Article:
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Corruption and Female Official Representation in Developing States - do women counteract political corruption?

Vollmer, Nina (2005)
Department of Political Science
Abstract
The purpose of this essay is to investigate the validity of the hypothesis that there is a negative relationship between female official representation and the level of corruption in developing states. The possibility of a reversed causality is also considered. This is done through statistical analysis combined with a theoretical framework.

The results show a weak relationship between the level of women in parliament and the level of corruption, although other factors seem to have a stronger explanatory force. From the analysis of the results it is indicated that it is a case of a circular relationship between a multitude of factors where an augmentation in one sector creates favourable conditions for the other factors and thus creating a... (More)
The purpose of this essay is to investigate the validity of the hypothesis that there is a negative relationship between female official representation and the level of corruption in developing states. The possibility of a reversed causality is also considered. This is done through statistical analysis combined with a theoretical framework.

The results show a weak relationship between the level of women in parliament and the level of corruption, although other factors seem to have a stronger explanatory force. From the analysis of the results it is indicated that it is a case of a circular relationship between a multitude of factors where an augmentation in one sector creates favourable conditions for the other factors and thus creating a cycle of effects that can be both positive and negative.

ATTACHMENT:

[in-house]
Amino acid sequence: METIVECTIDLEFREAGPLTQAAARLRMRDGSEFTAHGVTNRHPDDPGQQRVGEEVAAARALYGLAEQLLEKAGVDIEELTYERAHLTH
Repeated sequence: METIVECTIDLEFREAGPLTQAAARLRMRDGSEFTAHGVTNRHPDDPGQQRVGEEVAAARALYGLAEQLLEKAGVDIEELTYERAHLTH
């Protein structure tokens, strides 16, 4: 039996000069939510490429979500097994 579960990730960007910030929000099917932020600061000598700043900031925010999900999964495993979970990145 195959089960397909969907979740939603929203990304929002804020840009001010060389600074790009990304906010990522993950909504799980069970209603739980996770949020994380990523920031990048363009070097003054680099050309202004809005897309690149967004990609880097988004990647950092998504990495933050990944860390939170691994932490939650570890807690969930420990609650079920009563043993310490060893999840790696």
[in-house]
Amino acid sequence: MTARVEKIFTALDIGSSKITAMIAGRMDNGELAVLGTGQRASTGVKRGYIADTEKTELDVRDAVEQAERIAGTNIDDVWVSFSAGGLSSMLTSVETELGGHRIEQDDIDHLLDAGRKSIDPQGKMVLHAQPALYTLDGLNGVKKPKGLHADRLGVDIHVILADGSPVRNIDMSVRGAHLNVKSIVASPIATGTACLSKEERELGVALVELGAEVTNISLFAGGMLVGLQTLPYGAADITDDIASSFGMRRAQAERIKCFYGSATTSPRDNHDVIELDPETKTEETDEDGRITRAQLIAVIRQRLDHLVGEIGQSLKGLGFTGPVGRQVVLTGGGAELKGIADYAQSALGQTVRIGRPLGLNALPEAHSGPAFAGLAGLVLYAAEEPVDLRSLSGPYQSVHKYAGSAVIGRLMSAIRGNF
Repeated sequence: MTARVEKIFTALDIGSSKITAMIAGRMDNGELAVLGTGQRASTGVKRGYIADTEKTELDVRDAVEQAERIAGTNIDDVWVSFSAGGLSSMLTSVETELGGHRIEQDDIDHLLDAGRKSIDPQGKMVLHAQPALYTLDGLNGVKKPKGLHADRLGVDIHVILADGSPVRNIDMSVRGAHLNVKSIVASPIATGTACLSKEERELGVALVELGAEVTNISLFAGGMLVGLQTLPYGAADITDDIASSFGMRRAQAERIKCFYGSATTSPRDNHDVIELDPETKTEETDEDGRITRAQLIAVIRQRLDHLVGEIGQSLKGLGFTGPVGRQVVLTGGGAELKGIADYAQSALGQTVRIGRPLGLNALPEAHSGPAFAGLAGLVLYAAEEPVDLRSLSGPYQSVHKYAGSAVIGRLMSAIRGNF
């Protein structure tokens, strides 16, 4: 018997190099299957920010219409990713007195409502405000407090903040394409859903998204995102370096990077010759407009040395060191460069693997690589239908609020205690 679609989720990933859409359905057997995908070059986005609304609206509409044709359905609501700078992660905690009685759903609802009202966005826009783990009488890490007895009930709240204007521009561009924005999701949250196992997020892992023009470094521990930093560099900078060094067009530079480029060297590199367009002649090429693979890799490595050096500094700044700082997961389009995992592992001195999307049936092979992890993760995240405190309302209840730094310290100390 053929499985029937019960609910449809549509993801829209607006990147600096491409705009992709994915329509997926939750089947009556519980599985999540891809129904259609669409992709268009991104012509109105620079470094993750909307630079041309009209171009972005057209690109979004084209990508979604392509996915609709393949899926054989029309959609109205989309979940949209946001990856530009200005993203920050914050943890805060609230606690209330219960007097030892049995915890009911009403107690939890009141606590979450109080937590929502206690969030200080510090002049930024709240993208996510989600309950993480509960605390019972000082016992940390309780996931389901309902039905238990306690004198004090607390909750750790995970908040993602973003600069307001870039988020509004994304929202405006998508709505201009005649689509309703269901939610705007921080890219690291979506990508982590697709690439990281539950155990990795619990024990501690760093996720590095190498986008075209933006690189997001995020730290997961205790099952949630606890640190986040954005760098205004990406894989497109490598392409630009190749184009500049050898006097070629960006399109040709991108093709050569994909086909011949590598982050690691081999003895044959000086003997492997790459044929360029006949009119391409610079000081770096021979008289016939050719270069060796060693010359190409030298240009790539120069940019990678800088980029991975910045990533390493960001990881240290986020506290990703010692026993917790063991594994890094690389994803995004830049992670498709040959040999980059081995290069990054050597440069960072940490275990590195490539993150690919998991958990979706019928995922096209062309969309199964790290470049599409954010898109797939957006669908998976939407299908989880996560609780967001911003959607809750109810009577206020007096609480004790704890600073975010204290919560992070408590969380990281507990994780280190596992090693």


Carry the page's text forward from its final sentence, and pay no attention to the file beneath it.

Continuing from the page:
It is also argued that previous studies on this issue have not taken into consideration the different societal and political conditions that developing states face compared to highly developed states and that the conclusions drawn from these studies might not be fully applicable on this set of countries. (Less)
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author
Vollmer, Nina
supervisor
organization
year
type
M2 - Bachelor Degree
subject
keywords
Corruption, Gender, Women in the legislature, Developing Countries, Cross-national, Political and administrative sciences, Statsvetenskap, förvaltningskunskap
language
English
id
1331833
date added to LUP
2005-06-20 00:00:00
date last changed
2005-06-20 00:00:00
@misc{1331833,
  abstract     = {The purpose of this essay is to investigate the validity of the hypothesis that there is a negative relationship between female official representation and the level of corruption in developing states. The possibility of a reversed causality is also considered. This is done through statistical analysis combined with a theoretical framework.

The results show a weak relationship between the level of women in parliament and the level of corruption, although other factors seem to have a stronger explanatory force. From the analysis of the results it is indicated that it is a case of a circular relationship between a multitude of factors where an augmentation in one sector creates favourable conditions for the other factors and thus creating a cycle of effects that can be both positive and negative.

It is also argued that previous studies on this issue have not taken into consideration the different societal and political conditions that developing states face compared to highly developed states and that the conclusions drawn from these studies might not be fully applicable on this set of countries.},
  author       = {Vollmer, Nina},
  keyword      = {Corruption,Gender,Women in the legislature,Developing Countries,Cross-national,Political and administrative sciences,Statsvetenskap, förvaltningskunskap},
  language     = {eng},
  note         = {Student Paper},
  title        = {Corruption and Female Official Representation in Developing States - do women counteract political corruption?},
  year         = {2005},
}